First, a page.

Records show family ties from outlaws Johnny Ringo, James Dalton, the Youngers, and Frank and Jesse James were to families residing here in Daviess County, MO.
The first census of Galaltin counted Philip Richard Wirt as a young single man in town, when the total population was just 81. He soon married Mary Cravens, daughter of Dr. John Cravens who founded Cravensville which reached a population of 102. Philip Wirt purchased the temporary courthouse on the northeast corner of Grand and Main Streets in Gallatin. He became a storekeeper in 1842. Wirt’s Store became the primary meeting place in the county and was called "Secessionist Corner" by the start of the Civil War. Philip’s mother, Mary Simms, was a sister-in-law of Zerelda Cole James when she married Benjamin Simms. This made Philip Wirt a newphew of Zerelda and, thus, a cousin of outlaws Frank and Jesse James. Philip Wirt’s sisters married into the Ringo families of Ray and Clay counties, when Elizabeth married Samuel Ringo and Margaret married Andrew Ringo. Philip took his brothers-in-law as partners in Wirt’s Store. The partnership was called Ringo, Wirt & Ringo. They also had stores in Richmond and Liberty. About 1858 Martin Ringo came to Gallatin. He was a nephew of the Ringo partners at Wirt’s Store. Martin rented the Greenfield and Einstein Store, located a half block south from Capt. John W. Sheets and started his own business, known as the Pryor & Ringo Store. Martin also became a partner with Adam Clendenen, located just east of the Cravensville Ferry. Martin Ringo’s wife was Mary Peters. She was a siter-in-law of Thomas Younger, a brother of Henry Younger who was the father of the outlaw Younger brothers. Mary’s mother was Frances Simms, a sister-in-law of Zerelda James Simms. Also Mary’s mother and Philip’s mother were sisters. Martin and Mary’s eldest son was Johnny Ringo of Tombstone fame. Henry Younger’s half sister was Adeline Younger who married James Dalton. They were parents of the Dalton Brothers, most of whose gang were killed in Coffeyville, KS, in 1892. Incidentally, Daniel Smith was one of the John Reno Gang members that robbed the Gallatin’s clerk’s office in 1867; he married Emily Ringo in Ray County in 1836. Johnny Ringo’s best friend in Tombstone, AZ, was "Curly Bill" Brosius. Gallatin’s William L. Brosius, born here in 1853, is the most likely person to be Curly Bill, according to current research. Bill Brosius worked as a bookkeeper for the Daviess County Savings Association until 1873. He then went west. He claims to have worked at the Peoples Bank of Colorado Springs before going back east to medical school. Undoubtedly, Johnny Ringo knew a younger Bill Brosius when he went to school in Gallatin. Wyatt Earp claimed to have killed both Johnny Ringo and Curly Bill but serious research shows that he didn’t. Philip Wirt died in 1866 at age 51. His wife died two years later at age 45. They never knew of their outlaw/inlaws. They had one son, William Edward, who married Ella Marie Stark in Gallatni in 1873. Ella was the daughter of J.C. and Emily M. Stark. J.C. had been a clerk at the Wirt’s Store for many years. William Wirt knew of his outlaw/inlaws and did business with both Gov. Fletcher and Gov. Dockery. William was born in Gallatin in 1847 and died here in 1930. Ella Stark Wirt died in Gallatin in 1889.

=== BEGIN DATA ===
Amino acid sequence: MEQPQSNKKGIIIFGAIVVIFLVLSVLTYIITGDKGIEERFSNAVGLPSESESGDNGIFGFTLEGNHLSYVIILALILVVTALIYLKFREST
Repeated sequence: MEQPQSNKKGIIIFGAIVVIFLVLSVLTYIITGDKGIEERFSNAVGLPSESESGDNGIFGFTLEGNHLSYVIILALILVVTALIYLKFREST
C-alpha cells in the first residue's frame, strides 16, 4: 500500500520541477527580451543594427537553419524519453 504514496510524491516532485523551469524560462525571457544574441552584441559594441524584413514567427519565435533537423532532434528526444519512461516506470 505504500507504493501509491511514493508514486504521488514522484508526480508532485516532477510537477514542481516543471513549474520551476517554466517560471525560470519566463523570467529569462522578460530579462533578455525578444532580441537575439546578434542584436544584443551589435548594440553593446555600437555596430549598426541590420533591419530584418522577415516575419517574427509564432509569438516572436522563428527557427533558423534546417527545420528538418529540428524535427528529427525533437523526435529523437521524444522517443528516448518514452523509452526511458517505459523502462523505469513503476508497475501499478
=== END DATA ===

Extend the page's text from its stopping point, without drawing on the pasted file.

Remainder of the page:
Written by David Stark, Gallatin, printed in the Feb. 22, 1995 edition of the Gallatin North Missourian.